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    • "Guidelines include the use of lipid-lowering therapies, most commonly involving statins and antiplatelet therapy such as irreversible cyclooxygenase inhibitors (acetylsalicylic acid— aspirin) or adenosine diphosphate receptor inhibitors (e.g., clopidogrel). Several observational studies also report hypertension as a risk factor for CV events during GnRH agonist therapy [8,16,19]: blood pressure should therefore be monitored and hypertension treated appropriately in these patients. ADT is also associated with increases in blood glucose levels [13]. "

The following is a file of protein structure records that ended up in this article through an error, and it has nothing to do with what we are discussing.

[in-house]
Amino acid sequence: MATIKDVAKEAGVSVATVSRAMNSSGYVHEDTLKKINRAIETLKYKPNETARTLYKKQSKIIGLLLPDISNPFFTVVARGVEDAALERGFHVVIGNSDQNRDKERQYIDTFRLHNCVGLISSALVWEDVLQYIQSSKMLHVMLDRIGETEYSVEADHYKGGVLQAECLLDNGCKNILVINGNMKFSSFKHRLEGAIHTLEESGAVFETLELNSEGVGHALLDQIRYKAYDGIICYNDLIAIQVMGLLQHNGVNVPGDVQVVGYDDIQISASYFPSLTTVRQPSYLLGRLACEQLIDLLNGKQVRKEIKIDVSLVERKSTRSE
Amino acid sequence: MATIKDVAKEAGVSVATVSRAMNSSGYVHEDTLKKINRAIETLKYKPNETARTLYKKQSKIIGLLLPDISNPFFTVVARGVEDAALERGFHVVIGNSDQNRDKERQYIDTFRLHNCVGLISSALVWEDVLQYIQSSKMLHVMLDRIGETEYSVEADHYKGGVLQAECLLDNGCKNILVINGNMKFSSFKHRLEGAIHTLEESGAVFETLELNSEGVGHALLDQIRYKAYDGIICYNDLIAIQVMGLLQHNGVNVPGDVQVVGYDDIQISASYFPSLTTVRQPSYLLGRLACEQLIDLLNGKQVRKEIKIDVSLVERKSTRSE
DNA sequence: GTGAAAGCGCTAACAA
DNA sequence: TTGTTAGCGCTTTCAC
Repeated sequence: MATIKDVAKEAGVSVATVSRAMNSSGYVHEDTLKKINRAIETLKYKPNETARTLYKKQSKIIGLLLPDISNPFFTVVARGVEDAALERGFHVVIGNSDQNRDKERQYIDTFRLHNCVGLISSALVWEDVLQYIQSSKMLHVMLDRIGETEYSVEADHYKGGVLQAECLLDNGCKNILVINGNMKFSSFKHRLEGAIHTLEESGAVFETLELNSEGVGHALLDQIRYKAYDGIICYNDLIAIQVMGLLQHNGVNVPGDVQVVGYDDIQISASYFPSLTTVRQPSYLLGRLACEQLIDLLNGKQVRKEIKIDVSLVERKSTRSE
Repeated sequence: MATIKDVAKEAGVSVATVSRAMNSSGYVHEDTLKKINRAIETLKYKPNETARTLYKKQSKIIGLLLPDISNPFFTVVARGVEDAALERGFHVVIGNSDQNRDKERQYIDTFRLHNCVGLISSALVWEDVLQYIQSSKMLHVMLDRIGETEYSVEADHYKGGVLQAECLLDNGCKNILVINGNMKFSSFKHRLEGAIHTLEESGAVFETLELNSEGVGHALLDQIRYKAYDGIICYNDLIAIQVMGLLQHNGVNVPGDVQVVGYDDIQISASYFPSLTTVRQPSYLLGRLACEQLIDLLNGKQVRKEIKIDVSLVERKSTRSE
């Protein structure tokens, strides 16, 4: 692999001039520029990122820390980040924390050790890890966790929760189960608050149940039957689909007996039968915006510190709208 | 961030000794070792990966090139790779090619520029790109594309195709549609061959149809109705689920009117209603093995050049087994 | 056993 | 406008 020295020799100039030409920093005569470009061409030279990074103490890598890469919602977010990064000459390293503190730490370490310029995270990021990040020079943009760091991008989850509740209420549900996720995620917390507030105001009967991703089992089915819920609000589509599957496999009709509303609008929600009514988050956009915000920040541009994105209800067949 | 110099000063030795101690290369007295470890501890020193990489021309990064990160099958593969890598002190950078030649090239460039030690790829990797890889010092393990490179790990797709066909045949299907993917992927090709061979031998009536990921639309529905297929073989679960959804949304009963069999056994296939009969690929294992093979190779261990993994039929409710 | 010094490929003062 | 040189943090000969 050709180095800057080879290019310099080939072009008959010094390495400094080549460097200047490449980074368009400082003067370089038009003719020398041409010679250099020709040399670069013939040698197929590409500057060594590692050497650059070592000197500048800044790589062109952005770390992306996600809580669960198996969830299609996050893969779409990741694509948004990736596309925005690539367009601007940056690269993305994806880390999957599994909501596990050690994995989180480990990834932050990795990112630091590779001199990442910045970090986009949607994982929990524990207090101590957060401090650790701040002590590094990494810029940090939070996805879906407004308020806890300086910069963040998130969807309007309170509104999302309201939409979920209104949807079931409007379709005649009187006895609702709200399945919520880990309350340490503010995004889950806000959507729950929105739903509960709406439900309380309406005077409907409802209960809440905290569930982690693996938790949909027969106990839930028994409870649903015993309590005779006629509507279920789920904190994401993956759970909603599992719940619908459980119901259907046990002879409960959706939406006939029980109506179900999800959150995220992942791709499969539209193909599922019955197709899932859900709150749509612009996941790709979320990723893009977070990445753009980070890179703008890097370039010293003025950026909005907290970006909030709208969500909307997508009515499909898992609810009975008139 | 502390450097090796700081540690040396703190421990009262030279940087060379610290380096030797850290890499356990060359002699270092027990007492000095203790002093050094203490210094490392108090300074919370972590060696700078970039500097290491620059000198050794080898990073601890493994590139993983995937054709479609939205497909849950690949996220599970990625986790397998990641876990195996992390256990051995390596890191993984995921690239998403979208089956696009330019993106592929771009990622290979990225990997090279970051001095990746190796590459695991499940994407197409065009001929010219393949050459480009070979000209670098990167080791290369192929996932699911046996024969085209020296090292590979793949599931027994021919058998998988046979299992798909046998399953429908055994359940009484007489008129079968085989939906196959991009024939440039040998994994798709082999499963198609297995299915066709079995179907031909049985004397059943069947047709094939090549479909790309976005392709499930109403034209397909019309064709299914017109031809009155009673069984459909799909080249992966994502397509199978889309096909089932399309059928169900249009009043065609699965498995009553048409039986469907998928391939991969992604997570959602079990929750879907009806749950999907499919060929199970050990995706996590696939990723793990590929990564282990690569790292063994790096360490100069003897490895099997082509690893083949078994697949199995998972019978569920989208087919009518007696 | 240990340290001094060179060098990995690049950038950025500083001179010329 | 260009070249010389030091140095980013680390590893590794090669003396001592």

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    ABSTRACT: Androgen deprivation therapy (ADT) is frequently used for the treatment of advanced prostate cancer. ADT is associated with numerous side effects related to its mode of action, namely the suppression of testosterone to castrate levels. Recently, several large retrospective studies have also reported an increased risk of diabetes and cardiovascular disease in men receiving ADT, although these risks have not been confirmed by prospective randomized trials. We review the literature to consider the risk of cardiovascular disease with different forms of ADT and examine in detail potential mechanisms by which any such risk could be mediated. Mechanisms discussed include the metabolic syndrome resulting from low testosterone level and the potential roles of testosterone flare, gonadotropin-releasing hormone receptors outside the pituitary gland, and altered levels of follicle-stimulating hormone. Finally, the clinical implications for men prescribed ADT for the treatment of advanced prostate cancer are considered. Copyright © 2015 Elsevier Inc. All rights reserved.